If we do this area again, I would probably not take the Cerro Este / McCorkle portion of the loop.

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Sunol Regional WIlderness   

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Directions

The Sunol Regional Wilderness is accessed from Highway I-680 east of Fremont. Take the Calaveras Road exit and head south. After about four miles, turn left onto Geary road. Note that you can’t reach it from the southern part of Calaveras Road (at the time I’m writing this) due to road closures for construction work on the dam for Calaveras Reservoir.

Geary road is narrow, so take your time. I recommend parking at the visitor center (the “Old Green Barn”), which is where several trails begin (including Canyon View).

There are restrooms at the visitor center. There is a park fee of $5.00 per car on weekends and holidays. There is an additional fee of $2.00 for a dog, and another $2.00 per person if you wish to hike into the adjacent Ohlone Regional Wilderness. There are several excellent maps of the area in the Sunol Regional Wilderness website.

Timing is Everything

We visited in late April and it was beautiful. The hillsides were green, the flowers were excellent, the oak trees had new leaves, the weather was not too hot. I have a feeling that this is a busy place on weekends, since it is so close to the Bay Area. I imagine that there is a long flowering season, but in the summer these grassy hills are going to be a golden brown, and probably hot.

Sunol Regional Wilderness Wildflowers

Here’s a listing of the native plants that we found on this visit. The ones listed in color are endemic to California (that is, found only in California).

  • Annual mountain dandelion (Agoseris heterophylla)
  • Arroyo lupine (Lupinus succulentus)
  • Bird’s eye gilia (Gilia tricolor ssp. diffusa)
  • Blow wives (Achyrachaena mollis)
  • Blue elderberry (Sambucus nigra ssp. caerulea)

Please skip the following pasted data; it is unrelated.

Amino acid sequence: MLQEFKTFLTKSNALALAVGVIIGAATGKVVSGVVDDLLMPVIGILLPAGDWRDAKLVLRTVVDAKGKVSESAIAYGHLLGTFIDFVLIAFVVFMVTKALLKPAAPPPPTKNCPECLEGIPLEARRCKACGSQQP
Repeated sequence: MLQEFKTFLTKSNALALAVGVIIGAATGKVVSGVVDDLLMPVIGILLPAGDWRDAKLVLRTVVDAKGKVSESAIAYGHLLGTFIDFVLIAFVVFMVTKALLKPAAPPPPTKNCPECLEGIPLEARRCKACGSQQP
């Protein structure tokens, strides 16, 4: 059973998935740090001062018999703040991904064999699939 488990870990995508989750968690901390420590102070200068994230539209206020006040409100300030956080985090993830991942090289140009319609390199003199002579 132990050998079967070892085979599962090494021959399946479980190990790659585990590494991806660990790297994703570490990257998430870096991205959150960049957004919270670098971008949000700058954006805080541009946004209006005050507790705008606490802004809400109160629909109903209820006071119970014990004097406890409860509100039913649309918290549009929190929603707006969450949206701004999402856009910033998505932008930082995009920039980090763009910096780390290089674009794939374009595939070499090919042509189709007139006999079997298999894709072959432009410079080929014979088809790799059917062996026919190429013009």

• Blue fiesta flower (Pholistoma auritum var. auritum)
  • Blue witch nightshade (Solanum umbelliferum)
  • Bush monkeyflower (Diplacus aurantiacus)
  • Butter ‘n’ eggs (Triphysaria eriantha ssp. eriantha)
  • California bee plant (Scrophularia californica)
  • California buttercup (Ranunculus californicus)
  • California gilia (Gilia achilleifolia ssp. achilleifolia)
  • California goldfields (Lasthenia californica ssp. californica)
  • California plantain (Plantago erecta)
  • California poppy (Eschscholzia californica)
  • Canyon nemophila (Nemophila heterophylla)
  • Common yarrow (Achillea millefolium)
  • Foothill clover (Trifolium ciliolatum)
  • Fringe pod (Thysanocarpus curvipes)
  • Gooseberry (Ribes sp.)
  • Gumweed madia (Madia gracilis)
  • Ithuriel’s spear (Triteleia laxa)
  • Jeweled onion (Allium serra)
  • Longhorn seablush (Plectritis macrocera)
  • Ookow (Dichelostemma congestum)
  • Poison oak (Toxicodendron diversilobum)
  • Pineapple weed (Matricaria discoidea)
  • Purple chinese houses (Collinsia heterophylla var. heterophylla)
  • Purple owl’s clover (Castilleja exserta)
  • Purple western morning glory (Calystegia purpurata ssp. purpurata)
  • Red maids (Calandrinia menziesii)
  • Rigid hedge nettle (Stachys ajugoides var. rigida)
  • Sky lupine (Lupinus nanus)
  • Small flowered fiddleneck (Amsinckia menziesii)
  • Tomcat clover (Trifolium willdenovii)
  • True babystars (Leptosiphon bicolor)
  • Watercress (Nasturtium officinale)
  • Weakstem cryptantha (Cryptantha flaccida)
  • Western blue eyed grass (Sisyrinchium bellum)
  • White fairy lantern (Calochortus albus)
  • Wind poppy (Papaver heterophyllum)
  • Winecup clarkia (Clarkia purpurea)
  • Woodland star (Lithophragma affine)
  • Zigzag larkspur (Delphinium patens ssp. patens) 

The following are non-native plants that we found on the hike as well:

  • Annual yellow sweetclover (Melilotus indicus)
  • Bur clover (Medicago polymorpha)
  • Common catchfly (Silene gallica)
  • Dove’s foot geranium (Geranium molle)
  • Field madder (Sherardia arvensis)
  • Italian thistle (Carduus pycnocephalus)
  • Purple sand spurry (Spergularia rubra)
  • Rose clover (Trifolium hirtum)
  • Shamrock clover (Trifolium dubium)
  • Spiny buttercup (Ranunculus muricatus)
  • Spring vetch (Vicia sativa ssp. sativa)
  • White horehound (Marrubium vulgare)
  • Winter vetch (Vicia villosa)
  • Woolly clover (Trifolium tomentosum)